Working with governments was enormously challenging while establishing new programmes at the beginning of an emergency was always arduous. But the one thing that Rita never got used to was watching children dying because an intervention was too late or inadequate. This was something Rita saw frequently in Sudan where she first worked for UNHCR in 1983. In 1986 Rita took up an HCR nutritionist post in Ethiopia. The Somali refugee programme in Ethiopia posed many challenges and proved highly controversial for UNHCR At the same time Rita had never seen so many Nutritionists in the one place and thoroughly enjoyed working with, and learning from, fellow professionals.

In 1991 Rita became HQ nutritionist for HCR. She was the second person to fill this position. In her time at Geneva HQ she visited and provided technical support for many emergency programmes, Kenya, Ethiopia, Sudan, Ghana, Tanzania, Rwanda, DR, Burundi, Kosho, Iraq, West Timor, Yugoslavia, Bangladesh, Nepal, Indonesia and many other sites.

Rita has many poignant memories from a career that has already spanned over twenty years.

Rita in Bruxelles 2000

She remembers being caught in cross-fire on the Thai-Cambodian border in 1984 and being chaperoned by her refugee staff (who risked their own lives to save hers) to a safe under-ground bunker. Another frightening incident occurred in West Timor where she, along with many nationals and other aid workers were held hostage for three hours by a group of militia in one of the refugee sites. Rita also recalls moments of enormous admiration for the generosity and selfrespect of people who had suffered so much. In Kosovo, shop keepers refused to charge her for fruit and vegetables because 'she had saved their lives', while in rural areas people would give her their best food often sacrificing a meal in the process. She also recalls an elderly man giving her his hat and being told that it was an insult to refuse it. Sad memories included an 'Old Age' home in Pristina, Kosovo, where elderly Albanians and Serbs co-existed in the most miserable physical and mental conditions. Rita used to hold their hands to comfort them shedding her own tears of rage and despair over their predicament. There were of course happy moments when Rita felt that humanitarian work could make a difference. In Nepal she recalls an Oxfam adult literacy class for women where women stood up very proudly and said "Now I can write my name I don't have to use a thumbprint when I collect food. I feel very proud."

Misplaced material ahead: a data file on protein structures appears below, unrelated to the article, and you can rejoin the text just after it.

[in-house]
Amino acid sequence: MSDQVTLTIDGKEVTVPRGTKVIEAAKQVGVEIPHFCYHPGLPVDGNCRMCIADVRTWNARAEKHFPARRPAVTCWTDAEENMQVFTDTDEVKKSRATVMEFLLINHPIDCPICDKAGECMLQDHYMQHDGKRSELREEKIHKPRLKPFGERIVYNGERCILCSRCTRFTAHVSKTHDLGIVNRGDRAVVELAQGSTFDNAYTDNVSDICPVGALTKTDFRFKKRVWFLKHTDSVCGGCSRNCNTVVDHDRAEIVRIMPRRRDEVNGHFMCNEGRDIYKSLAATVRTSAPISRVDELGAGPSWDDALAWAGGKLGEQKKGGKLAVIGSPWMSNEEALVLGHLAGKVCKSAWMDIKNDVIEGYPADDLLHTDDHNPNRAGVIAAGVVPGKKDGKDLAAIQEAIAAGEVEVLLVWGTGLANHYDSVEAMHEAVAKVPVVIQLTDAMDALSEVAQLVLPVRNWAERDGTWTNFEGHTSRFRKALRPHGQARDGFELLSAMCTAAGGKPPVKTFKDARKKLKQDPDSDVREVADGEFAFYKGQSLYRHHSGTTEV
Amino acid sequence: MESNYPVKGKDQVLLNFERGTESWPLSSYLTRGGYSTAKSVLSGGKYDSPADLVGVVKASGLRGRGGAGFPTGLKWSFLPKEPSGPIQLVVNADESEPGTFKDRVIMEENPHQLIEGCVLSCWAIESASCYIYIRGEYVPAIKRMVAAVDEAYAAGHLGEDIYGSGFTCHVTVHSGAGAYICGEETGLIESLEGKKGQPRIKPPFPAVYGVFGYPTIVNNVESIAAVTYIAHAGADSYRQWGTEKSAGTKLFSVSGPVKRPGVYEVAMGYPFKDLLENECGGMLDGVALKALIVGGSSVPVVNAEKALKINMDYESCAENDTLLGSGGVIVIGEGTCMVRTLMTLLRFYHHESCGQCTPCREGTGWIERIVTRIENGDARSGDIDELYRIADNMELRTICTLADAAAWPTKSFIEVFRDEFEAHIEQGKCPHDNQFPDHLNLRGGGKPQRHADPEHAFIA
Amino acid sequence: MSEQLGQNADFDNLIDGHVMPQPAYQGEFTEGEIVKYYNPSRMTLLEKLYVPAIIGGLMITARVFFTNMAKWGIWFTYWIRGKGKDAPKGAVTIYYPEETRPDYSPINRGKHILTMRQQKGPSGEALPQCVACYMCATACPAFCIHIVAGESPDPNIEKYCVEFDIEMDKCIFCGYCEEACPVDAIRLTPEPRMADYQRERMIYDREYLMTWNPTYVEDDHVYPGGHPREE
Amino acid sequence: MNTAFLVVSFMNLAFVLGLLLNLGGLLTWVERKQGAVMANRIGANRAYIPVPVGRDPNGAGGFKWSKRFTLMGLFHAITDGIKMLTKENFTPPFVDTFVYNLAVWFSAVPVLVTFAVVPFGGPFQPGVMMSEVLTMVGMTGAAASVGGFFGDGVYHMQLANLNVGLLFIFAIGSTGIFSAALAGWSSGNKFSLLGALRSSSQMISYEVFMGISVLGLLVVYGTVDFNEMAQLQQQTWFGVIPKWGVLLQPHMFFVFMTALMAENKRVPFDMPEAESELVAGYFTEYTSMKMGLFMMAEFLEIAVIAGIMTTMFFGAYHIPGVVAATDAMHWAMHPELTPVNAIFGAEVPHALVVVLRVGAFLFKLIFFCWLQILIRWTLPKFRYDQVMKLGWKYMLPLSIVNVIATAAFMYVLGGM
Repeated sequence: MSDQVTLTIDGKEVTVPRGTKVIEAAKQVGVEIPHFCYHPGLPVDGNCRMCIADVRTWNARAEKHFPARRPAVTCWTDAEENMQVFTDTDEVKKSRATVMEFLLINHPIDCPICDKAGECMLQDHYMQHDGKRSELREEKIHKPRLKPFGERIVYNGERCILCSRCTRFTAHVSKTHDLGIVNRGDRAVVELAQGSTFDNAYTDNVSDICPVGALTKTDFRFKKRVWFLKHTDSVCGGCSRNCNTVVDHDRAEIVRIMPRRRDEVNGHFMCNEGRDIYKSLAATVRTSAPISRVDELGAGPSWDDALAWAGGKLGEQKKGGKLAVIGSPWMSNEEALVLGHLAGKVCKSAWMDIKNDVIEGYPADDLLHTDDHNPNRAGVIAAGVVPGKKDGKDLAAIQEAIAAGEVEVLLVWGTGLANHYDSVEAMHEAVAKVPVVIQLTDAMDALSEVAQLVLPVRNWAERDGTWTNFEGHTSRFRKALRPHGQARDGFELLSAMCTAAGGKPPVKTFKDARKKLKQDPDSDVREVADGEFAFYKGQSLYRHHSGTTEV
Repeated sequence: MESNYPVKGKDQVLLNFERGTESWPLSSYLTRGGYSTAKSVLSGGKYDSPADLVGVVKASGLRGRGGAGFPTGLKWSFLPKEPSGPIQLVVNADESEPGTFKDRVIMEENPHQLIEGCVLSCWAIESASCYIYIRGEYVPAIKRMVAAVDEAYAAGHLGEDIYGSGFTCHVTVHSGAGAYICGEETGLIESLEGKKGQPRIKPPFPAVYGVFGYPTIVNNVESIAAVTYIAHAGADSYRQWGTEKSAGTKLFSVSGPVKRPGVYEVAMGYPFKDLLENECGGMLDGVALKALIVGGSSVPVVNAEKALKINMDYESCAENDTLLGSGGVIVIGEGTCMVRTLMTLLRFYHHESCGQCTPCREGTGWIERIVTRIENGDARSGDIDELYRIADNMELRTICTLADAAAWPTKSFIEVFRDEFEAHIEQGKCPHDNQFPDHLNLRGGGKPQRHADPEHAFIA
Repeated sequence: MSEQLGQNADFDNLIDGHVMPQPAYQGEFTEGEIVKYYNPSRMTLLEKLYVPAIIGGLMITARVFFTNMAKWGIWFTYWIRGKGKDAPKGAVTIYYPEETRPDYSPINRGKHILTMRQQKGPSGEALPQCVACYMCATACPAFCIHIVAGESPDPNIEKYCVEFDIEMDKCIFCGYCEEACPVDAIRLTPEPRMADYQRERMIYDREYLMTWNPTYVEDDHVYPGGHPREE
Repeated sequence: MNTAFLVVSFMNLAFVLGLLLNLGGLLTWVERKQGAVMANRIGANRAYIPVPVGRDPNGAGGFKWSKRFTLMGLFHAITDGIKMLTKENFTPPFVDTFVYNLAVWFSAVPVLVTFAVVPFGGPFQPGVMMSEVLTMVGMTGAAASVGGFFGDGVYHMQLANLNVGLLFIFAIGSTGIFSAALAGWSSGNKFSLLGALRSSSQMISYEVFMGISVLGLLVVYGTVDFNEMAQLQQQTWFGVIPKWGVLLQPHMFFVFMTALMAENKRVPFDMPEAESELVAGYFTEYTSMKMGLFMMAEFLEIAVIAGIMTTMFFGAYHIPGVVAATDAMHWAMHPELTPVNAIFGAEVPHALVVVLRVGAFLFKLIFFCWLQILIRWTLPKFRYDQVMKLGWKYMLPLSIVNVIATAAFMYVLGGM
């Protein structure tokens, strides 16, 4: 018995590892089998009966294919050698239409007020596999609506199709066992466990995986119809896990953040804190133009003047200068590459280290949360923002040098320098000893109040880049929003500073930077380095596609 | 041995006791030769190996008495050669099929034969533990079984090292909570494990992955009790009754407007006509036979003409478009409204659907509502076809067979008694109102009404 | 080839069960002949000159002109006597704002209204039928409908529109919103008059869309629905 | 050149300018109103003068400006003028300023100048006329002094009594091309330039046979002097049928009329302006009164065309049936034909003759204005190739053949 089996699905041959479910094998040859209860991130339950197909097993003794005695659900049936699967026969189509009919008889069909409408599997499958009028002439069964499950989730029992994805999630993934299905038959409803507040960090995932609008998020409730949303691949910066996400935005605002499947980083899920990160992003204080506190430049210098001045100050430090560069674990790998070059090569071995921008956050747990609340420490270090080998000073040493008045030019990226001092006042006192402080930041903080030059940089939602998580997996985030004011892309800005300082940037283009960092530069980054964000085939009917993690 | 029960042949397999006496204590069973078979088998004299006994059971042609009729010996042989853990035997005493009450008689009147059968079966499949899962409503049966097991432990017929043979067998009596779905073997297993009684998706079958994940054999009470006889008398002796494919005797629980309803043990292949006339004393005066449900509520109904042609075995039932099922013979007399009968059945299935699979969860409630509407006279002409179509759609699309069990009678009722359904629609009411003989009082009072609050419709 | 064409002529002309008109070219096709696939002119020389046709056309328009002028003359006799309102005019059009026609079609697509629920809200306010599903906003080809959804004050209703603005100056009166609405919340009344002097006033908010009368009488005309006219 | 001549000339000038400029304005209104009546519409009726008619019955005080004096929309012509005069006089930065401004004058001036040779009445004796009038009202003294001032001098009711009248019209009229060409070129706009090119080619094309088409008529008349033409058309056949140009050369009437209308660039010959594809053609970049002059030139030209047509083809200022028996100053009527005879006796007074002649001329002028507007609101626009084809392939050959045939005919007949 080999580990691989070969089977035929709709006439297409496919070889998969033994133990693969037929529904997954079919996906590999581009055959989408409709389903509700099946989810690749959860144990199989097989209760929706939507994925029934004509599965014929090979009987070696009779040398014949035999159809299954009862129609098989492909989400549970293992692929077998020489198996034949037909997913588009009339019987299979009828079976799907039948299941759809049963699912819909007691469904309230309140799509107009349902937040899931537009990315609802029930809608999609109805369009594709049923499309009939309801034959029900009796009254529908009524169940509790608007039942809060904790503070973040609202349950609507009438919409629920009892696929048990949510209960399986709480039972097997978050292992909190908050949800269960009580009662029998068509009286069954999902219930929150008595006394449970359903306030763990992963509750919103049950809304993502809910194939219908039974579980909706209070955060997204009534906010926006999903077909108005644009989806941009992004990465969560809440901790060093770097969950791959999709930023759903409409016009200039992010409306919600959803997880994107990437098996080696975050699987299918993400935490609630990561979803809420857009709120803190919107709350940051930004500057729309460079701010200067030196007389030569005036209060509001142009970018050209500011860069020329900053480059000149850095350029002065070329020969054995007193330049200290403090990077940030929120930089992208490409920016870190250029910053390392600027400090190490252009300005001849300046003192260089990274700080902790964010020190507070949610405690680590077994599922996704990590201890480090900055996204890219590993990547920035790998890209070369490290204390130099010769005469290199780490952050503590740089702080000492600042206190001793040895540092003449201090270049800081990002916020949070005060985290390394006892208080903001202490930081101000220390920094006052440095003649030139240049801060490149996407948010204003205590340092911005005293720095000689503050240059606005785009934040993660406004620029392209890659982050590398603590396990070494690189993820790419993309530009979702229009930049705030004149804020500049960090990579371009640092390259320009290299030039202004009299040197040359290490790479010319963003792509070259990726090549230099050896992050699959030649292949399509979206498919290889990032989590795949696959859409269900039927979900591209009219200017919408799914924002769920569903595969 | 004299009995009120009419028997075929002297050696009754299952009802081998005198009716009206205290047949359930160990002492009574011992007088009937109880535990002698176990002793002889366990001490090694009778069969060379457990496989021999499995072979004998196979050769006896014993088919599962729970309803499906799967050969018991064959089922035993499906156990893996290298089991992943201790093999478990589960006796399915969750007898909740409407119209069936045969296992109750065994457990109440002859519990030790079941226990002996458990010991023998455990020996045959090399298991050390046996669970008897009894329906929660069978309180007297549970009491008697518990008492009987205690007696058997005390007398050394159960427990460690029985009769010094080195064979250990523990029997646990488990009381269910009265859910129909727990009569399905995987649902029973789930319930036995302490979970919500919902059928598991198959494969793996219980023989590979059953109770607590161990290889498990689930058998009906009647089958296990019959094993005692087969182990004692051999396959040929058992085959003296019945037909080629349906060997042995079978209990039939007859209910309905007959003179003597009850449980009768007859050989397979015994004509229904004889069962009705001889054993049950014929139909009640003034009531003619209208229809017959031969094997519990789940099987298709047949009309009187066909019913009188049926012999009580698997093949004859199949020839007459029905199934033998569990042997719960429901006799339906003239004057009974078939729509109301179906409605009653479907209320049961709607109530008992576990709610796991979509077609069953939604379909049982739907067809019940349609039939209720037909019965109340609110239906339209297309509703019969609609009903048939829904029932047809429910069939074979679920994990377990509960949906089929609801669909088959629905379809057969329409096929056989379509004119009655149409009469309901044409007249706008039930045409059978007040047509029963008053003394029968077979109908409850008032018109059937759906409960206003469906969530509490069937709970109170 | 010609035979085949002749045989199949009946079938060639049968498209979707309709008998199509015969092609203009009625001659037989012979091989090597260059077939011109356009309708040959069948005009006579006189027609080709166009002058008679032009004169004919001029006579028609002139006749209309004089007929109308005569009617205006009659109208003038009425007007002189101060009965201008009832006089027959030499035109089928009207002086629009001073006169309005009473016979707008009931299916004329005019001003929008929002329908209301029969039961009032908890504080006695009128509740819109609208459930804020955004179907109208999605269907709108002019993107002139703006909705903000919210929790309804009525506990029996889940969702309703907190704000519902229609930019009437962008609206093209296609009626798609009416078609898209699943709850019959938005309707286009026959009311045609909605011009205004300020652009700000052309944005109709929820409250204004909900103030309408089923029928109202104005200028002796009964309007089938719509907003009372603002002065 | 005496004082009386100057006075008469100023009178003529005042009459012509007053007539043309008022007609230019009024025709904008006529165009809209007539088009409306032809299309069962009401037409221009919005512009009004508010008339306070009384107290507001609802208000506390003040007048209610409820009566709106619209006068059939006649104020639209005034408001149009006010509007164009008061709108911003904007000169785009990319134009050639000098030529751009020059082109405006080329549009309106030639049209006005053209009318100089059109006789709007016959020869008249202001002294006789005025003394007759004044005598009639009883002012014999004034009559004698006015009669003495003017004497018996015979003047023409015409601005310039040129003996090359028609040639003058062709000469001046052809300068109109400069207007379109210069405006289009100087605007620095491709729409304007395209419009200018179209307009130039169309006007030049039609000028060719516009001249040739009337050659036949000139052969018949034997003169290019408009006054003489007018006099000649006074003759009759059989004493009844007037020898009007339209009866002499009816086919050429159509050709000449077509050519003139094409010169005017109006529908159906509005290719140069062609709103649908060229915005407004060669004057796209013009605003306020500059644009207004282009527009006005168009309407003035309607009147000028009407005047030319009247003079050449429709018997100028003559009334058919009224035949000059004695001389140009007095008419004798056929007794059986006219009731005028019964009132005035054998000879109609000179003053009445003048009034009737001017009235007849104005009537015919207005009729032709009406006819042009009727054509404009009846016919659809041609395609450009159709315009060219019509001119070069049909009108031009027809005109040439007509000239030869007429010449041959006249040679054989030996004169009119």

Over the years Rita has witnessed numerous developments and changes. She feels that there are now more groups networking, greater consensus on issues and more informed policies. There is also a greater emphasis on food security, which places general ration programmes more in the domain of nutritionists whereas before it was strictly seen as 'logistics'. When asked what inhibits development and progress Rita explains that in her opinion "people make or break everything, if the right person is in the position progress will be natural, conversely the wrong person will inhibit development". Most of the ineffective co-ordination that Rita has seen in the field has been because the wrong person was doing the job.

Rita has always overcome problems of interagency friction by concentrating on the technical aspects of her work. She was instrumental in the formation of the Inter Agency Group and the Emergency Nutrition Network. Rita is known by her colleagues for her ability to contribute and collaborate with others. She is diplomatic and energetic and her desire to work for people and communities continues to motivate her just as it did 25 years ago. The ENN wish Rita Bhatia the very best for the future.

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Reference this page

Fiona O’Reilly (2000). Interview with Rita Bhatia. Field Exchange 9, March 2000. p20. www.ennonline.net/fex/9/interview